Rabi Sun wants people to know what the University of British Columbia looks like. Not what its buildings look like, or what the statistics say it looks like, but how it looks through the faces of the people who go there. Since he started at UBC as a first-year student in political science in 2009, Mr. Sun has been taking dozens of portraits a month of people on campus and posting them online in his blog and Facebook page under the name “Portraits of UBC.”
Mr. Sun, working alone, challenges himself to take 10 photos a day. “Photography,” he says on his blog, “is a way for me to express myself and learn about the world around me.”
As if that weren’t enough, after roughly three months into the project, he grew bored with simply taking people’s portraits and decided to add an accompanying question and the subjects’ responses with the photos. His simple yet blunt questions – “What makes you happy?” or “What do you take for granted?” for example – have often caught his subjects off-guard.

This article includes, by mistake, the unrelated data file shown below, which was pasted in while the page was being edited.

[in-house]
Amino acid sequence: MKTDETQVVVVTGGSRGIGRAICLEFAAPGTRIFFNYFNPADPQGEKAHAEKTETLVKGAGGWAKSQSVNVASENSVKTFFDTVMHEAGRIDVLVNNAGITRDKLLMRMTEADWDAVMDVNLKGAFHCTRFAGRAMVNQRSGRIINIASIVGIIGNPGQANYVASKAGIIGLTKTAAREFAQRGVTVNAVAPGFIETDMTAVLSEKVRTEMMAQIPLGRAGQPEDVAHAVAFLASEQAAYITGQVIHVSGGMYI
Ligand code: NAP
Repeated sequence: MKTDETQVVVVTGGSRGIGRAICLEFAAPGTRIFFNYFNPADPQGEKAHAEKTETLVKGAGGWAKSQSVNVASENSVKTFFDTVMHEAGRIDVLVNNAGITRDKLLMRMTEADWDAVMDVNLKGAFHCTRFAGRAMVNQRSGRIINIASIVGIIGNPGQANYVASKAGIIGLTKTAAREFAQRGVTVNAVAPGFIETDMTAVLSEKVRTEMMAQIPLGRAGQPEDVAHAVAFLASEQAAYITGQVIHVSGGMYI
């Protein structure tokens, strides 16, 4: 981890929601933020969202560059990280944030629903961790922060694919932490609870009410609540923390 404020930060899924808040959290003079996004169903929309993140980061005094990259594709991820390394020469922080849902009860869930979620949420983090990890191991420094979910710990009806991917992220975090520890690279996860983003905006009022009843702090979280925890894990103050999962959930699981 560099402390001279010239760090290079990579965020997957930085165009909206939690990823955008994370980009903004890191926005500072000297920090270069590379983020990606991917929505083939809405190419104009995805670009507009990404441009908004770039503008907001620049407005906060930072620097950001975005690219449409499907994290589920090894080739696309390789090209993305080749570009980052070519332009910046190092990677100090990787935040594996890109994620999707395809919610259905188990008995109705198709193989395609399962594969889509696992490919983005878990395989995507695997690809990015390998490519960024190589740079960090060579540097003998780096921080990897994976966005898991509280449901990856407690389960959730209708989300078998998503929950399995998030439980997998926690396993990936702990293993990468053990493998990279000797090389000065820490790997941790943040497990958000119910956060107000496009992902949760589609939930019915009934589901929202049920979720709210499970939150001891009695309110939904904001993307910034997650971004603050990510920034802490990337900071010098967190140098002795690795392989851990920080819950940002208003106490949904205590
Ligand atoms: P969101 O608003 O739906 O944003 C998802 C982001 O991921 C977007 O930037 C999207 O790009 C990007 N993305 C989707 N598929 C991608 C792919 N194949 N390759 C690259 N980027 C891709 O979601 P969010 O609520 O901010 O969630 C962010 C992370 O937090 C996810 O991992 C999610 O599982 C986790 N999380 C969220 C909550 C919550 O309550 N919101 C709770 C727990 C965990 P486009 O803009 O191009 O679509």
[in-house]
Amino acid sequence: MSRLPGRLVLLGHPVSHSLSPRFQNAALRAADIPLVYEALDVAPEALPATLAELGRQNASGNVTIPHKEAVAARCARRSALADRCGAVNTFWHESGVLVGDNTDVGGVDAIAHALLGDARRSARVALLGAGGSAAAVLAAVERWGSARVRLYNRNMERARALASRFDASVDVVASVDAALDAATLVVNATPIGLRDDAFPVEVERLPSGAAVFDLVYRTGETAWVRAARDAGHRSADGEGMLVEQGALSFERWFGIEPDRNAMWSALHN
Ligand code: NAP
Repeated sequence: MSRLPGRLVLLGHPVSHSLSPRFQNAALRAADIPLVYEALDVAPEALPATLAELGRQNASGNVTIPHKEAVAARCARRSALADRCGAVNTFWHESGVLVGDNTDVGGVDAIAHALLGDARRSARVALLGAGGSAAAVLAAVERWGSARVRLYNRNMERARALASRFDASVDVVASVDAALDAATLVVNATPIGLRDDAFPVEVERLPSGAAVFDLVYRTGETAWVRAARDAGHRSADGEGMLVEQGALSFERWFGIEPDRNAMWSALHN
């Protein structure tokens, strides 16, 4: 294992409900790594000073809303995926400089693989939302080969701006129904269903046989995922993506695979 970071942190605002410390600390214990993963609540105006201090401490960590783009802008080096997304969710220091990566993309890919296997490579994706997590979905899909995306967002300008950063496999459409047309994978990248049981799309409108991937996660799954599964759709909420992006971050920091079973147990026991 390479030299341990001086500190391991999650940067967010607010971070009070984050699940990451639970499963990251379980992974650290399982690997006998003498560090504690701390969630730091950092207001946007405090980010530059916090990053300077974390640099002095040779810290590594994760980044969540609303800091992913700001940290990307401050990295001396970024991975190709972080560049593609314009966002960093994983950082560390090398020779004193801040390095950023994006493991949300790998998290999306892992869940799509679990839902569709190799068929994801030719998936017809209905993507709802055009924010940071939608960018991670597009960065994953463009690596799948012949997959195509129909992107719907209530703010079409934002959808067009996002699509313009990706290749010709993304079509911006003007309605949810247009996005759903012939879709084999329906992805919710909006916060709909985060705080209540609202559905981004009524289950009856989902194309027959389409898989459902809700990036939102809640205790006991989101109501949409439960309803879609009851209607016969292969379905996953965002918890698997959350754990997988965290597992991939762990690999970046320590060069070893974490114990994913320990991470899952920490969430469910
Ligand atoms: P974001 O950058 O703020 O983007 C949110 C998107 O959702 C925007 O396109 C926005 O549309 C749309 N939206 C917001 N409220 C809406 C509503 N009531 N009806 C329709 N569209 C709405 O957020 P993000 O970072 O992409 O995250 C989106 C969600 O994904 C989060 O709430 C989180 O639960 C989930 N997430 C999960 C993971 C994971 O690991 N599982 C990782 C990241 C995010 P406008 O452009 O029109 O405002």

Although he hadn’t started the project with this in mind, he says he now strives to “more or less build a community feel using these photos.”
Mr. Sun’s initial challenge was leaving his comfort zone to explain the project to strangers and ask if he could take their pictures. Some days, he may ask 10 people in a row before he gets a yes response. Yet for the most part, he says the project has been a positive experience.
“I’ve come across a lot of surprising people – in a good way,” he says. One of the more positive aspects of the project, he says, is that he sometimes finds himself engaged in conversation with his subjects long after the shutter button is released.
Mr. Sun hopes someone will take over the project after he graduates in 2013. Eventually, he’d like to see other universities join in to create a website of portraits from campuses across the country. He has already inspired a similar project at Carleton University.